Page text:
What's the nutritional value of brains?
How much nutrition would you get from eating a human brain?
Jonathan Reisman answered this question...
Jonathan - Well, besides the legal and ethical questions about eating another human's brain, it's a very nutritious and very high calorie meal. The average human brain is about three pounds or about 1.3 or so kilograms, and 60% of it is fat. So myelin, which is the substance that sort of insulates all the nerves. If the nerves were wires, myelin would be the sort of rubber coating on the outside. So a lot of that fat, would provide a lot of calories, probably enough calories to last you several days — you know, if you had only one human brain to subsist on. There's also protein, various kinds of, minerals, some B vitamins as well. I don't know if the person asked for a recipe when they submitted this question, but I would go with the traditional brain sandwich preparation method. Common in the city of St. Louis, which is to slice the brain, dip it in egg, spice it, and then deep fry it before putting it on rye bread with a hot mustard for the sandwich.
Chris - Delicious. I might ask the rest of the panel for their brain related recipes. Kathryn?
Kathryn Harkup - I have a question. I remember seeing a sign once many years ago that said smart cannibals don't eat brains because of the diseases that can be transmitted and accumulates within the species because of it. Is that true?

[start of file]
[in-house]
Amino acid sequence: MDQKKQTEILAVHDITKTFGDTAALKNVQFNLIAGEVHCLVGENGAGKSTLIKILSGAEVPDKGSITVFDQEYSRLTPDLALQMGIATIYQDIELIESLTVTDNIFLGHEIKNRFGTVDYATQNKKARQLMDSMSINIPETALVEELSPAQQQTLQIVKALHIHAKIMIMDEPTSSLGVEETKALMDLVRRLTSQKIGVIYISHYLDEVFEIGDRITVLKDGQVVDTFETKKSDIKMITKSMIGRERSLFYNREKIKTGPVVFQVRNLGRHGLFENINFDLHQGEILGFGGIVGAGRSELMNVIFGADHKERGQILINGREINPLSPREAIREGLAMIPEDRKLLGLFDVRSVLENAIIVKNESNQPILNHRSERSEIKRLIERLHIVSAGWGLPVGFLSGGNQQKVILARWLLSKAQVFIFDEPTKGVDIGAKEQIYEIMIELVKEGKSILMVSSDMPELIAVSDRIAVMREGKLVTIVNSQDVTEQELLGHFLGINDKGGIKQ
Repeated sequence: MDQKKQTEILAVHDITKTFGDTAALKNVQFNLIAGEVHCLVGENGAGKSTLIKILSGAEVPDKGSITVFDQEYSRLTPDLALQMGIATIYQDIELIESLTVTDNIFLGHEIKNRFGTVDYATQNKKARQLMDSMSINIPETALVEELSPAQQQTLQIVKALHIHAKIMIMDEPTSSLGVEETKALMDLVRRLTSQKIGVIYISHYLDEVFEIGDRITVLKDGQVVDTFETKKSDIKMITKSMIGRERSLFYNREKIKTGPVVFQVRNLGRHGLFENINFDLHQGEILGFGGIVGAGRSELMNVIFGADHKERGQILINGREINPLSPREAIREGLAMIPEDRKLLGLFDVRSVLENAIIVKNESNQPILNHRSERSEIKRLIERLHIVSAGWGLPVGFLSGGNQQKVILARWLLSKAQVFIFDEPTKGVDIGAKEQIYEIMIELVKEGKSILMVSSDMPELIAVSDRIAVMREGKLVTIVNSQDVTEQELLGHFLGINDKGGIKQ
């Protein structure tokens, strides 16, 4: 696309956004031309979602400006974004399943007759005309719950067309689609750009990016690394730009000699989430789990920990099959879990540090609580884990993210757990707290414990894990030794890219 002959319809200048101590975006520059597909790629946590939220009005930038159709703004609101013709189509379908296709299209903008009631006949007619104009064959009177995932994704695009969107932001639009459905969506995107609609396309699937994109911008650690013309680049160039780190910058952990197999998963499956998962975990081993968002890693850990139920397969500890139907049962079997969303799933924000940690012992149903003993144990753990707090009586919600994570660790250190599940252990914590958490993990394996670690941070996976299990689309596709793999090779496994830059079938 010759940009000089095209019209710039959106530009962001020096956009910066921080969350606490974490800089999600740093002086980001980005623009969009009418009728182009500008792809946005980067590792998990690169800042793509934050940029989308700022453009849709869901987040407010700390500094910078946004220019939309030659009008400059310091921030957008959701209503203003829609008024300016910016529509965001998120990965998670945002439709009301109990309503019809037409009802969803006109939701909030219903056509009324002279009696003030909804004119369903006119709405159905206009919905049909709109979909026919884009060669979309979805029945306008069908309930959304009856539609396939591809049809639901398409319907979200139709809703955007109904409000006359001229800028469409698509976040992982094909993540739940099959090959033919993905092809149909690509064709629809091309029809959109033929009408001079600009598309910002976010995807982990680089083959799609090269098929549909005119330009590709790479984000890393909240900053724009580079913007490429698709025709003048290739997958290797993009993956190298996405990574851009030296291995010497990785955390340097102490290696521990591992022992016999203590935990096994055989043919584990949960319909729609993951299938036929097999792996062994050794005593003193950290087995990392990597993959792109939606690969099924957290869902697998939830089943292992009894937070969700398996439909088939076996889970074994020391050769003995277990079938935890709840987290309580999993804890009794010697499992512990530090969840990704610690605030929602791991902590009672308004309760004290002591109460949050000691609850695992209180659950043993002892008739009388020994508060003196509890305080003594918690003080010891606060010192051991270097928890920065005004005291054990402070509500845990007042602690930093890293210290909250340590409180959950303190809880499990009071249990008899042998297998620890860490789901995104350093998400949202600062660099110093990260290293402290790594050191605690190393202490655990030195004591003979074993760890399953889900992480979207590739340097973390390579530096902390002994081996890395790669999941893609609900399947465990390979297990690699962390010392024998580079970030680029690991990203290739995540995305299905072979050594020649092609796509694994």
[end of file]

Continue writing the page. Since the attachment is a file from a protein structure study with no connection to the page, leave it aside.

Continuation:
Jonathan - Yes. The most famous example is diseases of the prion form. There's a disease called kuru , historically common in Papa New Guinea, where cannibalism was more common —perhaps in ancient times than it is now. But there was a ritual eating of people's brains after death and this prion disease, kuru, was transmitted from person to person. There's also mad cow disease or bovine spongiform encephalopathy, which can be transmitted through, I am not totally clear how common it is for it to be transmitted to humans, but eating the nervous tissue or the brain of infected animals does put you at risk. I think the risk of contracting any of those prion diseases, including mad cow or chronic wasting disease, which is very common in white-tailed deer, here in the US, the transmissibility to humans is not well documented. But certainly in the case of kuru, which every medical student in the world knows about —because it's such a unique instance. There's definitely a risk there.